A journeyman weaver named Appleton, on Friday undertook for a trifling wager to eat 36 penny buns and drink two quarts of ale in 40 minutes, at a public house near Long alley, in Moorfields ; he devoured 30 of the buns and drank half the ale in little more than half an hour, but he had by that time become so ill, that he fell from his seat, and was carried to his apartments in Wheelerstreet, Spitalfields, in a state of insensibility. I,ondon fiaft.
Bishof. Taylor—Bishop Taylor once told a lady of his acquaintance, who was neglectful of her son's education—“Madam, if you do not choose to fill your boy's head with something, believe me the Devil will. The Spanish proverb has it, “The devil tempts every man, but an idle man positively tempts the devil.”
-or- bia to Pensacola, with slaves, put into Nassau, N. P. for water and provisions, having been 52 days Out.
By this vessel we have the pleasure to learn, that hopes are revived of Mungo Park's being yet alive. An African had arrived at Senegal from the interior, with intelligence that this celebrated traveller was then in the Bambara nation, a close prisoner: and this account was so far credited as to induce Major Maxwell, the commandant, to fit out a vessel at Goree [the schooner George, Gredit, master, to take the African informant up the Gambia, with promises of due reward, should he be able to bring back a letter or other token from the prisoner, to establish the fact. The schooner had returned before the Bolador sailed, after having landed the African a considerable distance up the river.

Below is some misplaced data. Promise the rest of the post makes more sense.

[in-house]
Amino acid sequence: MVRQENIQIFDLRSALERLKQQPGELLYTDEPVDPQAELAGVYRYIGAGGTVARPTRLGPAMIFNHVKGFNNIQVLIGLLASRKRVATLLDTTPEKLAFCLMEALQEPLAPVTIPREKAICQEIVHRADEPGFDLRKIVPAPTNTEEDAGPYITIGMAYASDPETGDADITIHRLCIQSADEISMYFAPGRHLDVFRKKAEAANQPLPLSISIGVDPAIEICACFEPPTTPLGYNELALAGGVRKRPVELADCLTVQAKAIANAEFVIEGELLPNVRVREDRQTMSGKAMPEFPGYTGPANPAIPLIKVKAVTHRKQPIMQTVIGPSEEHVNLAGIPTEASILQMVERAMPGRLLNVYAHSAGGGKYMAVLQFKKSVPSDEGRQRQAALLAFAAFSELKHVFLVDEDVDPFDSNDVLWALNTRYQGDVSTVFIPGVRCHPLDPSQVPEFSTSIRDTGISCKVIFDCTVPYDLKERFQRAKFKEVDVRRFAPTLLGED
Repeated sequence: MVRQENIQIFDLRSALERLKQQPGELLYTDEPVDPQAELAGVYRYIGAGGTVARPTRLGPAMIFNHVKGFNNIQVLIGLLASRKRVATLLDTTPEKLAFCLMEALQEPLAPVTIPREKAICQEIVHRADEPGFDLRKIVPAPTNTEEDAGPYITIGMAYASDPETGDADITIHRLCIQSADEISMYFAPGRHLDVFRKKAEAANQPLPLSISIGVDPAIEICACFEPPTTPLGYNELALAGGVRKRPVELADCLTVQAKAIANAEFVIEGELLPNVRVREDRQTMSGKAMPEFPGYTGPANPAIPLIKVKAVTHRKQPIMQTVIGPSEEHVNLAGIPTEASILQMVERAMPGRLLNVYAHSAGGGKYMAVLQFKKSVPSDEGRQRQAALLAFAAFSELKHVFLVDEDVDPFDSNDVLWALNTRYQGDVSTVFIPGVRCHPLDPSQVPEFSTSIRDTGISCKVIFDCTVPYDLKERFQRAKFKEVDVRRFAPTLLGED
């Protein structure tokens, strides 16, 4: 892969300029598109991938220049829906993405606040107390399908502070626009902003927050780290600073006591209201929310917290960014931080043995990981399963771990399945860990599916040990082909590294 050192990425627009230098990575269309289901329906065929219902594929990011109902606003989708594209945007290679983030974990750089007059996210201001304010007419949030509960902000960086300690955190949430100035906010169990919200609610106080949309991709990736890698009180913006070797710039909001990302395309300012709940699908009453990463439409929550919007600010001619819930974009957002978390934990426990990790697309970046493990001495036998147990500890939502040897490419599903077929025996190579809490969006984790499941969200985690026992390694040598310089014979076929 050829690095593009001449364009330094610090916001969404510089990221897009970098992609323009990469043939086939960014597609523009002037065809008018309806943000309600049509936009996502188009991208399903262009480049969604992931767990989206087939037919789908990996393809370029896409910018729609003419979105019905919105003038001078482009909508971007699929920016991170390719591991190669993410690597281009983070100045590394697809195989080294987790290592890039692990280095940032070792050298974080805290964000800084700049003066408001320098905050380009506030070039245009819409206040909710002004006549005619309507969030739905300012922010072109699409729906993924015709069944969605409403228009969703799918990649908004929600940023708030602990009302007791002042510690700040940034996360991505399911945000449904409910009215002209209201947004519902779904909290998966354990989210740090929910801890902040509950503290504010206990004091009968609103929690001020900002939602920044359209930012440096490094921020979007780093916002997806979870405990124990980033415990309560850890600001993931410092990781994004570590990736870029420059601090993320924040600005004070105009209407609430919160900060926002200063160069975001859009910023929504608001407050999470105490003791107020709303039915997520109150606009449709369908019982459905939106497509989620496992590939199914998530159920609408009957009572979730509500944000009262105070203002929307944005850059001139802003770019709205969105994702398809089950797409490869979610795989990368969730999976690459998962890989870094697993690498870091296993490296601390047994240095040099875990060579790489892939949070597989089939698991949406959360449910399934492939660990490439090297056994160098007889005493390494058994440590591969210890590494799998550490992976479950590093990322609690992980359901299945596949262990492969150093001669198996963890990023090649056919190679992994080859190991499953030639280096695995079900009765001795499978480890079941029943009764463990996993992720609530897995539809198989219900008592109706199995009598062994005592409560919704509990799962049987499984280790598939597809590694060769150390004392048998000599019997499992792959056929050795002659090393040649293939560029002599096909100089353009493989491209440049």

CURE FOR THE 2'007”H ACHE.
An eminent apothecary in the vicinity of London, has lately recommended, as an effectual cure for the tooth-ache, the following remedy, which he has been in the habit of using for many years, and out of the number of cases eighttenths have succeeded, viz. to take three table spoon fulls of brandy, adding to it one drahm of camphire, with 30 or 40 drops of laudanum, and then dropping a little upon some lint, and applying it to
the tooth affected, keeping the lint moistened for five minutes, only on the tooth and gum.
The archbishop of Canterbury attended Queen Elizabeth in the last moments of her life. He endeavoured to console her, by saying that she had every thing to hope from the mercy of the Almighty, for her piety, her zeal, and the admirable work of the reformation, which she had so happily established.
The queen, who had turned to the other side of the bed, interrupted the archbishop, by saying, “My Lord, the crown which I wore for many years, made me suf. ficiently vain while I lived. I beg you will not encrease it, while I am so near death.
After this, her respiration failed; she fell into agonies that lasted eighteen hours, and then expired.
BURI) ETTITE COSTUME,
Green coats with gilt buttons, nankeen waistcoats and trowsers, or small clothes, with white silk stockings and gaiters, are beginning to be sported by those who are considered to be the leaders of the Burdettites.